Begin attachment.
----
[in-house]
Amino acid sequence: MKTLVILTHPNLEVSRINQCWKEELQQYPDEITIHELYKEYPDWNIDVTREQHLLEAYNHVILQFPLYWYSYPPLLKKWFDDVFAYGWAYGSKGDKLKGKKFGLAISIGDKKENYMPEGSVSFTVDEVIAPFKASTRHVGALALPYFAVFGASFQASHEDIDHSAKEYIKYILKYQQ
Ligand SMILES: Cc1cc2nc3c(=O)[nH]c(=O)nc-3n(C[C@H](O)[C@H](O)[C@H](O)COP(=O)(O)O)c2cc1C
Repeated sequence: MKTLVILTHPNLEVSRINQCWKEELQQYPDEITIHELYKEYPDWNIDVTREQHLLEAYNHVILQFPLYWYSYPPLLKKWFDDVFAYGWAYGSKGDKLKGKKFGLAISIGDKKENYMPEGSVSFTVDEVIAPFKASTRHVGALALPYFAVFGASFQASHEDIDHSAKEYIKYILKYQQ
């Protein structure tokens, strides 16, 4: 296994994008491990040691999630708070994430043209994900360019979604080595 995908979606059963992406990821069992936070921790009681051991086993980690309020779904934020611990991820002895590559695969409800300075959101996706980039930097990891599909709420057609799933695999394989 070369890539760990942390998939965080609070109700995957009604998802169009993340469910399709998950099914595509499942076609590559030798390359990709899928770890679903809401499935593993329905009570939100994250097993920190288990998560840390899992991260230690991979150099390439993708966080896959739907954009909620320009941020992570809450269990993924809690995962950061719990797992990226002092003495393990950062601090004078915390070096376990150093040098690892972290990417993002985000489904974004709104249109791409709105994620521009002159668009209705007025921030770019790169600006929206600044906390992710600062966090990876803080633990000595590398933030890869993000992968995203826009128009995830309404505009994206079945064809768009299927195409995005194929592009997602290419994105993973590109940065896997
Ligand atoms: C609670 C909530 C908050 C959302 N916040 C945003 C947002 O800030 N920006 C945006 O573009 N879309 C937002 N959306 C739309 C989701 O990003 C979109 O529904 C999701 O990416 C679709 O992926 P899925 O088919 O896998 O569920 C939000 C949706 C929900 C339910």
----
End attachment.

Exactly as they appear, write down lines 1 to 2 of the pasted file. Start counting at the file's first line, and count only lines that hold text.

[in-house]
Amino acid sequence: MKTLVILTHPNLEVSRINQCWKEELQQYPDEITIHELYKEYPDWNIDVTREQHLLEAYNHVILQFPLYWYSYPPLLKKWFDDVFAYGWAYGSKGDKLKGKKFGLAISIGDKKENYMPEGSVSFTVDEVIAPFKASTRHVGALALPYFAVFGASFQASHEDIDHSAKEYIKYILKYQQ